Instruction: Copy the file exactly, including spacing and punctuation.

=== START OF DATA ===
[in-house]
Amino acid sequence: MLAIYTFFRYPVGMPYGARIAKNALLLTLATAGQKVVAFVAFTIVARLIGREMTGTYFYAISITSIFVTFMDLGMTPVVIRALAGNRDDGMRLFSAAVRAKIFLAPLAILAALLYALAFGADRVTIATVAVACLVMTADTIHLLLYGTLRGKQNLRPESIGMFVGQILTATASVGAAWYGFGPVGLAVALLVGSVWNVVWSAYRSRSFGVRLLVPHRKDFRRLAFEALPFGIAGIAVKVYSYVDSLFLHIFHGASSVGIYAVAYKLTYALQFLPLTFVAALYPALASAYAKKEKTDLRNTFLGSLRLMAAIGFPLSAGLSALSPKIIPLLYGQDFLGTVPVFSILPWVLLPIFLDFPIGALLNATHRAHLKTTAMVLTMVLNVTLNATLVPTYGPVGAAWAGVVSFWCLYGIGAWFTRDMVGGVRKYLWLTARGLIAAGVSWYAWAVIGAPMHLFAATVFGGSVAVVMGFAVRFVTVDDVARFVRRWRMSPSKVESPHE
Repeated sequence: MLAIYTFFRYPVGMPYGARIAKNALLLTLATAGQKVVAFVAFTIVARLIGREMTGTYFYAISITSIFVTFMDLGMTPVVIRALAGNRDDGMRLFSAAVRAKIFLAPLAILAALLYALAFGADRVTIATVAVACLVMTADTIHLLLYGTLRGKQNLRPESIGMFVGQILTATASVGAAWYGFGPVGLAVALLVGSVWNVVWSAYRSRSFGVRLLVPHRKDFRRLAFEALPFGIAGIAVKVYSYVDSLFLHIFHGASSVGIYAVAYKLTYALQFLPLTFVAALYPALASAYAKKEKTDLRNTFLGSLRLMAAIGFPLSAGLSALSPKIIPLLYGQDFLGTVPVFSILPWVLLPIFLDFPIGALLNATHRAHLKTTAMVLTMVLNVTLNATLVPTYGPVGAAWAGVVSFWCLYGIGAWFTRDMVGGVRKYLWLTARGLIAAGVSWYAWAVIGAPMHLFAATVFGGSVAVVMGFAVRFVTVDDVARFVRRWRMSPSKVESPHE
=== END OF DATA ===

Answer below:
[in-house]
Amino acid sequence: MLAIYTFFRYPVGMPYGARIAKNALLLTLATAGQKVVAFVAFTIVARLIGREMTGTYFYAISITSIFVTFMDLGMTPVVIRALAGNRDDGMRLFSAAVRAKIFLAPLAILAALLYALAFGADRVTIATVAVACLVMTADTIHLLLYGTLRGKQNLRPESIGMFVGQILTATASVGAAWYGFGPVGLAVALLVGSVWNVVWSAYRSRSFGVRLLVPHRKDFRRLAFEALPFGIAGIAVKVYSYVDSLFLHIFHGASSVGIYAVAYKLTYALQFLPLTFVAALYPALASAYAKKEKTDLRNTFLGSLRLMAAIGFPLSAGLSALSPKIIPLLYGQDFLGTVPVFSILPWVLLPIFLDFPIGALLNATHRAHLKTTAMVLTMVLNVTLNATLVPTYGPVGAAWAGVVSFWCLYGIGAWFTRDMVGGVRKYLWLTARGLIAAGVSWYAWAVIGAPMHLFAATVFGGSVAVVMGFAVRFVTVDDVARFVRRWRMSPSKVESPHE
Repeated sequence: MLAIYTFFRYPVGMPYGARIAKNALLLTLATAGQKVVAFVAFTIVARLIGREMTGTYFYAISITSIFVTFMDLGMTPVVIRALAGNRDDGMRLFSAAVRAKIFLAPLAILAALLYALAFGADRVTIATVAVACLVMTADTIHLLLYGTLRGKQNLRPESIGMFVGQILTATASVGAAWYGFGPVGLAVALLVGSVWNVVWSAYRSRSFGVRLLVPHRKDFRRLAFEALPFGIAGIAVKVYSYVDSLFLHIFHGASSVGIYAVAYKLTYALQFLPLTFVAALYPALASAYAKKEKTDLRNTFLGSLRLMAAIGFPLSAGLSALSPKIIPLLYGQDFLGTVPVFSILPWVLLPIFLDFPIGALLNATHRAHLKTTAMVLTMVLNVTLNATLVPTYGPVGAAWAGVVSFWCLYGIGAWFTRDMVGGVRKYLWLTARGLIAAGVSWYAWAVIGAPMHLFAATVFGGSVAVVMGFAVRFVTVDDVARFVRRWRMSPSKVESPHE